The Right Foundation for a Sale

Spring is here in Wisconsin, and that means more rain and stress on the foundations of your clients’ homes. Nothing can kill a sale faster than to see water damage, especially in or around the foundation of a home. It can take on many forms, like rust or water crystals on walls, damp floors, cracks, or mold. Replacing the sump pump, installing a dehumidifier, and making sure all down spouts are clearing the water far enough away from the house are good starts. However, your client’s problem could be much deeper. That’s why a pre-sale home inspection is your best course.

A Pre-Sale Home Inspection will provide you and your client with the necessary items that must be fixed, in order to facilitate the sale of their home.

One of the key areas I look at is the foundation of a home. Over time, a home’s drain tiles can get clogged or poor landscaping can cause the basement walls to buckle. It is worth the time and investment for your client to know which source is the cause of their trouble and to fix it right away.

As a licensed home inspector, I recommend you seek out a independent foundation expert or qualified engineer (P.E.). They will use proper tools and techniques (i.e. laser alignment for the walls, and if necessary, drill and test for proper drainage) to determine the origin or cause of the problem. Often, it’s a simple fix and one that can save your seller thousands of dollars and prevent future claims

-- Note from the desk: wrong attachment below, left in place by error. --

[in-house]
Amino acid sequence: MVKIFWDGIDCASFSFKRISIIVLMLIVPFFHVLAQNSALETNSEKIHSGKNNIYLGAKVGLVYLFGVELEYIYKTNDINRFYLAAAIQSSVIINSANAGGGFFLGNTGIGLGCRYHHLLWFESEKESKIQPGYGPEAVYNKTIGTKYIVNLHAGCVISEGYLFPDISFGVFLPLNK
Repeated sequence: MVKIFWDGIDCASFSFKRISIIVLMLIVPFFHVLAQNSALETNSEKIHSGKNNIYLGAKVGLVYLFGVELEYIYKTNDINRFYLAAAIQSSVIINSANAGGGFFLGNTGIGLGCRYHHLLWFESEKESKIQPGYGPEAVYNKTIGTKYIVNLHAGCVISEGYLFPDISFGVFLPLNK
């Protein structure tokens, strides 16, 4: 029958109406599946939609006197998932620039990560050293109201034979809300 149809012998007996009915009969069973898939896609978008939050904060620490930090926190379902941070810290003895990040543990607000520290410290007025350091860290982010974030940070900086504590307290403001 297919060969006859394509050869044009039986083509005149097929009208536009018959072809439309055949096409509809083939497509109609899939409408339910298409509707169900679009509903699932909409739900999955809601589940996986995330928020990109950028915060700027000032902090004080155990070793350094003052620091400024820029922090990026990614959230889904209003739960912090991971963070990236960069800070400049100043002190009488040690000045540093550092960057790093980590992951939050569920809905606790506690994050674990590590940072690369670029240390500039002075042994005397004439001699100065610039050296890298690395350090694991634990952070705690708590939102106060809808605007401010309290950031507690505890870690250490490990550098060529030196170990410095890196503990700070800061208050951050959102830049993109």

Stop Leaking Profits (part 1)

It’s spring and the rain is here! Don’t allow the final home inspection to turn up problems in the basement.  Be aware of tell tale signs of basement leaks and be able to offer the home owner a few quick, inexpensive fixes

Leaks come in all sorts of shapes and sizes.

  • Hidden leaks under the soil line can create the stains or wetness during heavy rain or thaw.
  • Cracks, these are often written off as “just the house settling”; but they be a serious leak issue.
  • Dampness, mildew throughout the home.  Moisture is coming in from somewhere.  If not the basement than possibly the roof (part 2)

Basement leakagePotential home owners worry at even the slightest sign of water damage.  If the problems wait until the last inspection repairs may be expensive and hurried. Don’t let leaks steal your profits. Instead offer the home owner a few simple fixes.

Gutters – the number one cause of basement leakage.  Overflow cascades water over the sides and down right near the foundation.

In the same way water streaming through the gutter must come out – just not near the house! Either of these issues can cause leakage.

The fix: Check that the gutters have at least one downspout for every 600 – 800 square feet of roof surface.  Keep gutters clean of leaves and other debris.  Every downspouts needs to extended least 4 – 6 feet out from the foundation.  (Add ons can extend the gutter as far as the home owner wishes.  Just don’t bury the plastic kind they will easily squash.) Also, make sure gutter cleaning is part of your regular home maintenance each season. If you have a single story house, you may choose to do it yourself. Or for a larger home you may consider a gutter cleaning Indianapolis company to assist.